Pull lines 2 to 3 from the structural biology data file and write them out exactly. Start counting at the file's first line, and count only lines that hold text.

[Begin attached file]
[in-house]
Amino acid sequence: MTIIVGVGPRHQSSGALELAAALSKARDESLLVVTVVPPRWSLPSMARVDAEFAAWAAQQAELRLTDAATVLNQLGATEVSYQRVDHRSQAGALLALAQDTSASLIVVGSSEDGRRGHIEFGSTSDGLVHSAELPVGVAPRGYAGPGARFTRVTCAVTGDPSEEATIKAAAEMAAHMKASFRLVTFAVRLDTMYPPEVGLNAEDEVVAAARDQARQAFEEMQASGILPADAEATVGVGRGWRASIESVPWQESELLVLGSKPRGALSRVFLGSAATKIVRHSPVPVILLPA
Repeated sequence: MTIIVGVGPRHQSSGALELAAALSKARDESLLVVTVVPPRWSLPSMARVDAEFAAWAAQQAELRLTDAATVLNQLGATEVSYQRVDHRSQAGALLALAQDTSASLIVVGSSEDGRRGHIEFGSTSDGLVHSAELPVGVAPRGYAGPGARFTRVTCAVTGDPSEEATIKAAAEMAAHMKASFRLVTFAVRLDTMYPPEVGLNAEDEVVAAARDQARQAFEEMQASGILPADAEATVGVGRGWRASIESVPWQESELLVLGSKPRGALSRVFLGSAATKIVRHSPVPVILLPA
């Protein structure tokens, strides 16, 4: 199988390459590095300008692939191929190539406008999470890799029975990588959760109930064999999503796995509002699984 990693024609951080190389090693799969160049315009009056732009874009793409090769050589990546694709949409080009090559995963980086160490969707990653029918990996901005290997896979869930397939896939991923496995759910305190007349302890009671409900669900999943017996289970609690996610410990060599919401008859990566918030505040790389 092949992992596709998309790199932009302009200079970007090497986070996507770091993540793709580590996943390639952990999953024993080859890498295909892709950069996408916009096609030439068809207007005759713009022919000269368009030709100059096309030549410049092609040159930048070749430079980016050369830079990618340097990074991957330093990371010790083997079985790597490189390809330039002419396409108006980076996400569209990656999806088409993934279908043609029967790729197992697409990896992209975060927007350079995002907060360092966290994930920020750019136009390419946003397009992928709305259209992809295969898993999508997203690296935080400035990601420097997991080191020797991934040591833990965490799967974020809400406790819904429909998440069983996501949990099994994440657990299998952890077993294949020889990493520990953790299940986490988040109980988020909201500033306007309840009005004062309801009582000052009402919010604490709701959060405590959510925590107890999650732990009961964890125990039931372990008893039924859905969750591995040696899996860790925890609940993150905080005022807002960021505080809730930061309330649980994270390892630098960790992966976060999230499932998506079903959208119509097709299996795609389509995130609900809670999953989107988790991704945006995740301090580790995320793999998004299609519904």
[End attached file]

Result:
Amino acid sequence: MTIIVGVGPRHQSSGALELAAALSKARDESLLVVTVVPPRWSLPSMARVDAEFAAWAAQQAELRLTDAATVLNQLGATEVSYQRVDHRSQAGALLALAQDTSASLIVVGSSEDGRRGHIEFGSTSDGLVHSAELPVGVAPRGYAGPGARFTRVTCAVTGDPSEEATIKAAAEMAAHMKASFRLVTFAVRLDTMYPPEVGLNAEDEVVAAARDQARQAFEEMQASGILPADAEATVGVGRGWRASIESVPWQESELLVLGSKPRGALSRVFLGSAATKIVRHSPVPVILLPA
Repeated sequence: MTIIVGVGPRHQSSGALELAAALSKARDESLLVVTVVPPRWSLPSMARVDAEFAAWAAQQAELRLTDAATVLNQLGATEVSYQRVDHRSQAGALLALAQDTSASLIVVGSSEDGRRGHIEFGSTSDGLVHSAELPVGVAPRGYAGPGARFTRVTCAVTGDPSEEATIKAAAEMAAHMKASFRLVTFAVRLDTMYPPEVGLNAEDEVVAAARDQARQAFEEMQASGILPADAEATVGVGRGWRASIESVPWQESELLVLGSKPRGALSRVFLGSAATKIVRHSPVPVILLPA